However, if you have a buy-to-let mortgage, it’s likely your lender will want you to have landlord insurance in place. It’s important to note that standard home insurance is unlikely to be seen as adequate cover if you’re letting your property due to the extra risks involved.
Having a specialist landlord insurance policy in place can make sure your property and finances are protected.
We’ve answered key questions such as whether you need landlord insurance if you have building insurance and whether you need landlord insurance if you’re renting to family members as part of our landlord insurance FAQ guide.
Once your property is ready to let and you start receiving applications from tenants, you’ll need to screen them effectively to help you make your final decision.
Our comprehensive guide to tenant referencing covers everything you need to know about this part of the pre-tenancy process. We’ve also got a guide to choosing the right tenants, covering all the extra checks you can make.
As part of the screening process, it’s also a legal requirement to check the immigration status of prospective tenants to make sure they have the right to rent in the UK.
Once you know which tenant(s) you want to live in your property, you’ll need to get them to sign a tenancy agreement.
A tenancy agreement is a contract between you and your tenants, setting out the details of all the conditions of the tenancy, such as whether you accept subletting or pets.
It will include key information, including:
If you take a security deposit from your new tenants, it’ll need to be protected with a government-approved scheme in 30 days.
There are three approved tenancy deposit protection schemes, offering two types of deposit protection called custodial and insured.
Read our guide to the tenancy deposit scheme to find out which scheme is best for you and the maximum security deposit you can take from tenants.
At the start of each new tenancy, you’ll need to give tenants a copy of the government’s How to rent guide.
It’s a checklist for renting in England, giving tenants information on what to look out for, what to do if something goes wrong during their tenancy, and what to do at the end of a tenancy.
Once you’ve completed deposit registration, you’ll need to give them the Prescribed Information, which includes:
Failure to carry out these steps could see you hit with a significant fine and it could invalidate any future eviction notices.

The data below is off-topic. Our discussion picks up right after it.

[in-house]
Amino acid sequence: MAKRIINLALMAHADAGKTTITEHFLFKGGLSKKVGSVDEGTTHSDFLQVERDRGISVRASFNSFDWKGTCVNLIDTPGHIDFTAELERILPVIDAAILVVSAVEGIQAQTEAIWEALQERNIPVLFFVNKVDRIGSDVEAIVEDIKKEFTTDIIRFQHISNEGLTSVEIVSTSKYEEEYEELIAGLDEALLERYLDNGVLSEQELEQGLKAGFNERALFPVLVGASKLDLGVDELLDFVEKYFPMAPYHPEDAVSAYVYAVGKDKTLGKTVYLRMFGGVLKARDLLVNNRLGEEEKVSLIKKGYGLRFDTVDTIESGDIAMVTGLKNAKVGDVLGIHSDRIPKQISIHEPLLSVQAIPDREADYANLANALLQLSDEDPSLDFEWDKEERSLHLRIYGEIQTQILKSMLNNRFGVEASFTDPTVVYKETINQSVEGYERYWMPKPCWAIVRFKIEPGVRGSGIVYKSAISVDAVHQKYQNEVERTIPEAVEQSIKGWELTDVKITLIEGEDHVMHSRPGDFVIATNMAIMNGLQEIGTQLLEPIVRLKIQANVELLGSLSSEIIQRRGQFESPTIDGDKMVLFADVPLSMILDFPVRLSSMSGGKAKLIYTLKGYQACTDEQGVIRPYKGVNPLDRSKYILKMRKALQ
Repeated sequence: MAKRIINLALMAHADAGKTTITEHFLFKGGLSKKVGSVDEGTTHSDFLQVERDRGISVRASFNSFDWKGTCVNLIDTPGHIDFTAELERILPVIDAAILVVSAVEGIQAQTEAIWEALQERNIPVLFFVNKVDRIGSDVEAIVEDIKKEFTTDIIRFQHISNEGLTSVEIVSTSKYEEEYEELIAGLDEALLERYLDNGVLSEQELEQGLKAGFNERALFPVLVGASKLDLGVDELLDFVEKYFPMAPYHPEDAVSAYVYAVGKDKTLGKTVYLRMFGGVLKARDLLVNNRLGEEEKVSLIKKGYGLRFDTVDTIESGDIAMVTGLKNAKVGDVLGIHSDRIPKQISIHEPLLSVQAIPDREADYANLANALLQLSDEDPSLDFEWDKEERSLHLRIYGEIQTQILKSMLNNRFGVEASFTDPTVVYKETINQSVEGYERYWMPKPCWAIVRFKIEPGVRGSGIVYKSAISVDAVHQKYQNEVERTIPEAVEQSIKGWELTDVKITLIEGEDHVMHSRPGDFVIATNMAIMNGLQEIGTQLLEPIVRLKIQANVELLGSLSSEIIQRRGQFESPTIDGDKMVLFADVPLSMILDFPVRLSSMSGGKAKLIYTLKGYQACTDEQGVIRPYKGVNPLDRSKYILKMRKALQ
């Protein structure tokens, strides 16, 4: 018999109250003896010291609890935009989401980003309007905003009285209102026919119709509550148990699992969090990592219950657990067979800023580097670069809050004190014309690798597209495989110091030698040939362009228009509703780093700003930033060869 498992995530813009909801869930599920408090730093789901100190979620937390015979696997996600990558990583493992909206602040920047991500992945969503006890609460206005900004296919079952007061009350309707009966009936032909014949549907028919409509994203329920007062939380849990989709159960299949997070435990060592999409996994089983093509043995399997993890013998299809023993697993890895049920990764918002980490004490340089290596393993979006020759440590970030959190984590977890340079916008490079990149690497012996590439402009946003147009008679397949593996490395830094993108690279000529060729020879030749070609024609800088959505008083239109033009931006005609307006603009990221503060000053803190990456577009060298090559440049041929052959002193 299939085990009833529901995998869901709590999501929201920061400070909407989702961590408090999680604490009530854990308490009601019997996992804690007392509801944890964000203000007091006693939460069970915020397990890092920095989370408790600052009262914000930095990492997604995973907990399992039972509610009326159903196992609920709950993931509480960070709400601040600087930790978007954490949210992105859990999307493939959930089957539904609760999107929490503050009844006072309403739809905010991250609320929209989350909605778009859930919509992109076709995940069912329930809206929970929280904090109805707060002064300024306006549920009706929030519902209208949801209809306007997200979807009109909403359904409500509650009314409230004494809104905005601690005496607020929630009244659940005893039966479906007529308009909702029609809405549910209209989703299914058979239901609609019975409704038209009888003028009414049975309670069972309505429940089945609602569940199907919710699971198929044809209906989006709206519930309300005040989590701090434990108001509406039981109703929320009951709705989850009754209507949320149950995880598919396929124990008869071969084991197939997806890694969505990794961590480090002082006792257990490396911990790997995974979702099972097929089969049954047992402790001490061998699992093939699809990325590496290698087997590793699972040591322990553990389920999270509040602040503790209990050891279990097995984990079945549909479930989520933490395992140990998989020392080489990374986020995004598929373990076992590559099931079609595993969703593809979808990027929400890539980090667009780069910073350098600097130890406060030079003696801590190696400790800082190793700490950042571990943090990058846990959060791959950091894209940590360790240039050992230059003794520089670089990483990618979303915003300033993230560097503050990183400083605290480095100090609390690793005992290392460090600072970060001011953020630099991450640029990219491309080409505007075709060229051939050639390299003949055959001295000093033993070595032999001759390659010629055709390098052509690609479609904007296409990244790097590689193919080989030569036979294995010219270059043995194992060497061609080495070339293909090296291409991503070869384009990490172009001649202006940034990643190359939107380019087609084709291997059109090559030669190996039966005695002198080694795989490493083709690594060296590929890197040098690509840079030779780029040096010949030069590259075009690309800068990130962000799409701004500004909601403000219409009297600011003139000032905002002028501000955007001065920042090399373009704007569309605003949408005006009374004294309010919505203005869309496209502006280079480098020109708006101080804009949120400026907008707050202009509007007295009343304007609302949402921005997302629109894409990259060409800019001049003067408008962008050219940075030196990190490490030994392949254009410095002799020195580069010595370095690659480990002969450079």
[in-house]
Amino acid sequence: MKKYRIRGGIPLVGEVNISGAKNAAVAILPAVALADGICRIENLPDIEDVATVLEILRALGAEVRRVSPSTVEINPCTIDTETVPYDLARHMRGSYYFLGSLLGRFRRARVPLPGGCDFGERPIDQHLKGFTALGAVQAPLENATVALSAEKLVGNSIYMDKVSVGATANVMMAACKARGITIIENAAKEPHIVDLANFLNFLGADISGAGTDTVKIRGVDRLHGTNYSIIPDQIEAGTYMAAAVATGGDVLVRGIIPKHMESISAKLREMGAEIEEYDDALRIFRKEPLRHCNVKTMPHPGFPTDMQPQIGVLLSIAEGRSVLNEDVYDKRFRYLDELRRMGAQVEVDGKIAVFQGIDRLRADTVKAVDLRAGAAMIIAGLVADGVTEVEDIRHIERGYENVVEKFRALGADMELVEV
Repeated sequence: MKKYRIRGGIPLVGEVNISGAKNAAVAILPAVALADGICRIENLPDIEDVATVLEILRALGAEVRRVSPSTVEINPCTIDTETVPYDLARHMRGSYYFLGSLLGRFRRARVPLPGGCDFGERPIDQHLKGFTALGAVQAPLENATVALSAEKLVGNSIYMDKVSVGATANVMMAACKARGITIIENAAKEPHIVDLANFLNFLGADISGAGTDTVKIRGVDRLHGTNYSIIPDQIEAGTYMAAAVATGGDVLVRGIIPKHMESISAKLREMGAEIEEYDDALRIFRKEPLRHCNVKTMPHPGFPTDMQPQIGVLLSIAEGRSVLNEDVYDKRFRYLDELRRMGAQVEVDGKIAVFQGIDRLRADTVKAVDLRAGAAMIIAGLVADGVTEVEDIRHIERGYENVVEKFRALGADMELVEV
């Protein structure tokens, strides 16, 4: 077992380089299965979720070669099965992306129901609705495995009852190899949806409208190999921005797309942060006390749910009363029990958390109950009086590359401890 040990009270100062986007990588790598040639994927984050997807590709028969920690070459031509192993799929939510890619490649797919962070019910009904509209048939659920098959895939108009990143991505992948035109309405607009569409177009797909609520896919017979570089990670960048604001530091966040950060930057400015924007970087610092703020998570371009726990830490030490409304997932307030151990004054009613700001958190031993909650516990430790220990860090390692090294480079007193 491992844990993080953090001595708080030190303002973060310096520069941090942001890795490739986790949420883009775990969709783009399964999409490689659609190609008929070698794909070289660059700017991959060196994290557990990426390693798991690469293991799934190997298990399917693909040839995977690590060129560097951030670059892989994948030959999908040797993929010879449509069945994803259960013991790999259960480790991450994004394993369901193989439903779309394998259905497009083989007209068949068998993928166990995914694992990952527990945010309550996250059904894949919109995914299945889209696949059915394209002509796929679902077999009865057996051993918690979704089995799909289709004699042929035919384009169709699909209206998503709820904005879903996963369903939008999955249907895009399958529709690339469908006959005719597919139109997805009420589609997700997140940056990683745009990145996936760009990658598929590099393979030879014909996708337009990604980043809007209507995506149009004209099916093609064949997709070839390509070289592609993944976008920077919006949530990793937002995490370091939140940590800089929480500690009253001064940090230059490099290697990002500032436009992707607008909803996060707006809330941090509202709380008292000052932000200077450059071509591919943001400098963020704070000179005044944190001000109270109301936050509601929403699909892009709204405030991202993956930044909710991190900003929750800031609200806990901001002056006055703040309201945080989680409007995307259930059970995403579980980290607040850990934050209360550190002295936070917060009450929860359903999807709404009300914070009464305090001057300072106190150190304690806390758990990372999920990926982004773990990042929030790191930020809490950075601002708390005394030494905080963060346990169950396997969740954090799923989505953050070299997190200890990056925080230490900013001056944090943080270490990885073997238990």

When your tenants are ready to move in, it’s important that you carry out an inventory.
Also known as a check-in or schedule of condition, an inventory details the condition and contents of your property at the start of the tenancy. At the end of the contract, you’ll need to do an inventory check-out to make a comparison.
A thorough landlord inventory gives you extra protection and could be useful if you need evidence for deposit deductions or a dispute.
Inventories can be done by independent clerks, letting agents, or by landlords themselves. It’s important for both parties that the inventory is detailed and impartial.
Our guide to landlord inventories gives further information on where to get an inventory template and what you need to do at the end of the tenancy.
Using this checklist as a guide can help you prepare for a successful and long-term tenancy.
Once the tenancy is underway, you’ll need to keep an eye on any repairs requests and carry out regular property inspections.
At the end of the contract, you’ll need to do an inventory check-out, complete any redecoration tasks, and start preparing for the next tenancy.
Was this pre-tenancy checklist helpful? Let us know in the comments below.
Conor Shilling is a Copywriter at Simply Business with over two years’ experience in the insurance industry. A trained journalist, Conor has worked as a professional writer for 10 years. His previous experience includes writing for several leading online property trade publications. Conor specialises in the buy-to-let market, landlords, and small business finance.